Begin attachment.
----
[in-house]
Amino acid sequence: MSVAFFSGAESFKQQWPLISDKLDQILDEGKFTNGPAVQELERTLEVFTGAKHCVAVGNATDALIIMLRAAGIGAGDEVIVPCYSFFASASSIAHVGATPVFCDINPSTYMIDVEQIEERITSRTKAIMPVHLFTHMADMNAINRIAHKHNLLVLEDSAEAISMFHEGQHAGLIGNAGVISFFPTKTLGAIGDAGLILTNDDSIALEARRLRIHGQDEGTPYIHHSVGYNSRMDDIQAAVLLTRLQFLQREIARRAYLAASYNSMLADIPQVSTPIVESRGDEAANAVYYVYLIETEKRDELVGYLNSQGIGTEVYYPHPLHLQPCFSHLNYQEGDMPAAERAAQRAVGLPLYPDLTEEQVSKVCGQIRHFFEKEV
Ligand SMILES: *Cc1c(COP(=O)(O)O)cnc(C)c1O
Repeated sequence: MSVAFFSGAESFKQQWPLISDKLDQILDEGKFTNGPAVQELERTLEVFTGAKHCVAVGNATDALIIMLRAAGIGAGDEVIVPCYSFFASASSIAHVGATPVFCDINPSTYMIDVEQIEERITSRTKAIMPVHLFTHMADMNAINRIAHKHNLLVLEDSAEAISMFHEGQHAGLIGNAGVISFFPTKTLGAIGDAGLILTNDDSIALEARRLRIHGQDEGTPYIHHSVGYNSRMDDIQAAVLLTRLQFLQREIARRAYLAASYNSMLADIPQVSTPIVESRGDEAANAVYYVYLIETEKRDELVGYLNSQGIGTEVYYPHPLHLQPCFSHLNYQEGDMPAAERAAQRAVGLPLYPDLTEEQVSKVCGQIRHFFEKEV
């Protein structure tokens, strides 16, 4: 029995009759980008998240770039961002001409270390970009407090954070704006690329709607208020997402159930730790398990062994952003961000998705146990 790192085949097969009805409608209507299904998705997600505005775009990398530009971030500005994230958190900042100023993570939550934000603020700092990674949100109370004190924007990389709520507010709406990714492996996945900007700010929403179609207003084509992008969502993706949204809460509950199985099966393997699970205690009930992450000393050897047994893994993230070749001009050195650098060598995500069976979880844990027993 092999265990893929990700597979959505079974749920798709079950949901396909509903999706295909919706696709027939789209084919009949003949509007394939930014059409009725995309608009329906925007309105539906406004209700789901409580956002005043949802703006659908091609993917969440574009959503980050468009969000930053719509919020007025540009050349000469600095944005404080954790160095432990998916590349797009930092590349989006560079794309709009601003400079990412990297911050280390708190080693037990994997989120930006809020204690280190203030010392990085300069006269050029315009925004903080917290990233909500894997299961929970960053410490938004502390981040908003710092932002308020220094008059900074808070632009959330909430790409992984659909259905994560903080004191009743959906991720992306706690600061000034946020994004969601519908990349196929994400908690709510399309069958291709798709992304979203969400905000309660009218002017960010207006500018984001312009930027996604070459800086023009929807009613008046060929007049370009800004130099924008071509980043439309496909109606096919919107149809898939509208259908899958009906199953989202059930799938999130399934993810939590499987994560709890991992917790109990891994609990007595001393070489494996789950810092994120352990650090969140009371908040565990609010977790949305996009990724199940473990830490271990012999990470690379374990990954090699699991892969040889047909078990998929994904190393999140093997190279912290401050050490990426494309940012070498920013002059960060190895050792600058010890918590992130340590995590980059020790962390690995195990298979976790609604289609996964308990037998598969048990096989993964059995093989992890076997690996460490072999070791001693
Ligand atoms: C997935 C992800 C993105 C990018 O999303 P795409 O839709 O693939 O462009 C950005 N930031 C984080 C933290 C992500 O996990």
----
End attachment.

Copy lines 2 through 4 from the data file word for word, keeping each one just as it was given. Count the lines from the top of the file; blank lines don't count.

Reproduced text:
Amino acid sequence: MSVAFFSGAESFKQQWPLISDKLDQILDEGKFTNGPAVQELERTLEVFTGAKHCVAVGNATDALIIMLRAAGIGAGDEVIVPCYSFFASASSIAHVGATPVFCDINPSTYMIDVEQIEERITSRTKAIMPVHLFTHMADMNAINRIAHKHNLLVLEDSAEAISMFHEGQHAGLIGNAGVISFFPTKTLGAIGDAGLILTNDDSIALEARRLRIHGQDEGTPYIHHSVGYNSRMDDIQAAVLLTRLQFLQREIARRAYLAASYNSMLADIPQVSTPIVESRGDEAANAVYYVYLIETEKRDELVGYLNSQGIGTEVYYPHPLHLQPCFSHLNYQEGDMPAAERAAQRAVGLPLYPDLTEEQVSKVCGQIRHFFEKEV
Ligand SMILES: *Cc1c(COP(=O)(O)O)cnc(C)c1O
Repeated sequence: MSVAFFSGAESFKQQWPLISDKLDQILDEGKFTNGPAVQELERTLEVFTGAKHCVAVGNATDALIIMLRAAGIGAGDEVIVPCYSFFASASSIAHVGATPVFCDINPSTYMIDVEQIEERITSRTKAIMPVHLFTHMADMNAINRIAHKHNLLVLEDSAEAISMFHEGQHAGLIGNAGVISFFPTKTLGAIGDAGLILTNDDSIALEARRLRIHGQDEGTPYIHHSVGYNSRMDDIQAAVLLTRLQFLQREIARRAYLAASYNSMLADIPQVSTPIVESRGDEAANAVYYVYLIETEKRDELVGYLNSQGIGTEVYYPHPLHLQPCFSHLNYQEGDMPAAERAAQRAVGLPLYPDLTEEQVSKVCGQIRHFFEKEV